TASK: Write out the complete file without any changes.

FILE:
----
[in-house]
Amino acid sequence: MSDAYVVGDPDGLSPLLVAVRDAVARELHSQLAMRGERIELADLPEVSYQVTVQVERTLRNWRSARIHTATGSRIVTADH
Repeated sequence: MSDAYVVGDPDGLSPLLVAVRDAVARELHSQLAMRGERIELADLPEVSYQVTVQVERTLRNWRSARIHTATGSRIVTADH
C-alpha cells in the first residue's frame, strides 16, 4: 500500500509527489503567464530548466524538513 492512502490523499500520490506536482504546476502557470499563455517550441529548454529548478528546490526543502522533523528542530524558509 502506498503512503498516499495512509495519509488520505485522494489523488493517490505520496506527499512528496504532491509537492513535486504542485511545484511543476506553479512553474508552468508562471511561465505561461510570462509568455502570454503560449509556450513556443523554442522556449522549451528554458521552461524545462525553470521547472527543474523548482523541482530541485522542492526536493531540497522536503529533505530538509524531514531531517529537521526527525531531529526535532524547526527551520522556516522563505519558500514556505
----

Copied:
[in-house]
Amino acid sequence: MSDAYVVGDPDGLSPLLVAVRDAVARELHSQLAMRGERIELADLPEVSYQVTVQVERTLRNWRSARIHTATGSRIVTADH
Repeated sequence: MSDAYVVGDPDGLSPLLVAVRDAVARELHSQLAMRGERIELADLPEVSYQVTVQVERTLRNWRSARIHTATGSRIVTADH
C-alpha cells in the first residue's frame, strides 16, 4: 500500500509527489503567464530548466524538513 492512502490523499500520490506536482504546476502557470499563455517550441529548454529548478528546490526543502522533523528542530524558509 502506498503512503498516499495512509495519509488520505485522494489523488493517490505520496506527499512528496504532491509537492513535486504542485511545484511543476506553479512553474508552468508562471511561465505561461510570462509568455502570454503560449509556450513556443523554442522556449522549451528554458521552461524545462525553470521547472527543474523548482523541482530541485522542492526536493531540497522536503529533505530538509524531514531531517529537521526527525531531529526535532524547526527551520522556516522563505519558500514556505